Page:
Assessment of the Impacts of Genetically Modified Plants (AIGM)

Workshop on the environmental implications of genetically modified plants with fungal disease resistance, Roskilde, DK, 10-11 November 2000

The third workshop to be organised within the framework of the AIGM Programme, on the environmental implications of genetically modified plants with fungal disease resistance, was held in Roskilde, Denmark on 10-11 November 2000.  The workshop considered population biology of host-pathogen interactions in agro- and natural ecosystems as an approach to risk assessment and sustainable deployment of novel resistances.


Crop plants cover a substantial area of the land. Crop cultivation interact with the surrounding environment in ways that, depending on crop species and traits of the crop, may pose environmental risks. Much focus is on the impacts of genetically modified crop plants because these plants may have novel traits for which we have no familiarity with respect to their influence on the weediness and invasiveness. However, even for familiar traits much knowledge is missing concerning the genetic and ecological impacts of crop plants on the natural ecosystem.

Fungal disease resistance is a desirable trait and breeders have always exploited resistance genes by breeding for the most viable plants, which would have the best resistance against the prevailing diseases. However, not much is known about the impact of crop fungal disease resistance genes when introgressed into weeds and into relatives in the natural ecosystem. Also knowledge is missing on the importance of diseases as limiting factor for natural plant communities and for biodiversity. This knowledge is increasingly important when novel genes, e.g. from very different genera, are transferred into crops by genetic engineering. The kind of processes at the population and species level, which we need to understand, are:

  • interactions between host (crop and non-crop) and fungal pathogen populations
  • introgression of (disease resistance) genes from crops to wild relatives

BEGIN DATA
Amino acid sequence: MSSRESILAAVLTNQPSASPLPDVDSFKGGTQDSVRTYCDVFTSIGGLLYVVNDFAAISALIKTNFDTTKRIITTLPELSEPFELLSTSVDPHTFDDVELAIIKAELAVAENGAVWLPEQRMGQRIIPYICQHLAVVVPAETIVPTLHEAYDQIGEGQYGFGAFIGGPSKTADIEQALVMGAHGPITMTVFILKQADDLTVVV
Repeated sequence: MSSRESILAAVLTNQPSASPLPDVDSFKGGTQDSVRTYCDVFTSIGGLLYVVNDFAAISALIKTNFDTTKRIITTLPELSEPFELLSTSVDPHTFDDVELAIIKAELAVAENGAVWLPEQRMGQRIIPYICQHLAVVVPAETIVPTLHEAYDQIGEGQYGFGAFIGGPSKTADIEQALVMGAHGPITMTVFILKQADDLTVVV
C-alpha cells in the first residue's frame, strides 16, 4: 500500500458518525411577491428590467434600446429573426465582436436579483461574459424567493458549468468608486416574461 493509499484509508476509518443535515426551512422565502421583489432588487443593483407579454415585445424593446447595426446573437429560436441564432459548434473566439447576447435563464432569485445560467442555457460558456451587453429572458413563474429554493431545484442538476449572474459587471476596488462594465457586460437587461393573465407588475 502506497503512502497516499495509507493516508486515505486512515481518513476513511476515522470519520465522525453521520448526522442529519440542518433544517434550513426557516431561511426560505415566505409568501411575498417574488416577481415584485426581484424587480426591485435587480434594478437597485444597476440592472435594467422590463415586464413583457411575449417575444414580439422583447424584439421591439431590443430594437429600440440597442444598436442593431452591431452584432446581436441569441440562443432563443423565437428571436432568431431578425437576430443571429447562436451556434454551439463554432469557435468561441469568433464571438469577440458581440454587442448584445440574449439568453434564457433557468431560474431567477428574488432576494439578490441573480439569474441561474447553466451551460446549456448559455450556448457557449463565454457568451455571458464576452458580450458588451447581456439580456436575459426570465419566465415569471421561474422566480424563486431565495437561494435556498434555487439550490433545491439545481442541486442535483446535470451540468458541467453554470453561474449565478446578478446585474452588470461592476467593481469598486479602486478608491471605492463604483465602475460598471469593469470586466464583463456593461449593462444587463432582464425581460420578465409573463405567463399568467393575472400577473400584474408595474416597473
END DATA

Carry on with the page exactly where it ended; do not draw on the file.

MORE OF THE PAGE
• invasion of crop species and hybrids (with disease resistance genes) into non-agricultural habitats

The tools needed for gaining this knowledge are experiments estimating plant and pathogen fitness, and dispersal. At the same time these processes have to be studied in theoretical models where results from experiments may be extrapolated and generalised, and important parameters are pointed out.

In this workshop we will combine experimental evidence and theoretical models to increase our understanding of the impact of fungal disease resistance on the environment. Further, we will consider establishing European networks, which on European scale can contribute to defining future requirements for risk assessments of transgenic disease resistant plants and for monitoring changes in natural ecosystems due to fungal diseases.

Workshop organisers

Resistance Biology ProgrammePlant Research DepartmentRiso National LaboratoryRoskildeDenmark
Rikke BaggerJorgensenE-Mail
Plant BiologyRISØE National LaboratoryRoskildeDenmark
The Royal Veterinary and Agricultural UniversityDepartment of Plant BiologyPlant Pathology SectionFrederiksberg CDenmark


Risoe National LaboratoryDept of Plant Biology and BiogeochemistryRoskildeDenmark

Phone: +45 4677 4110   
Fax: +45 4677 4122

Top of page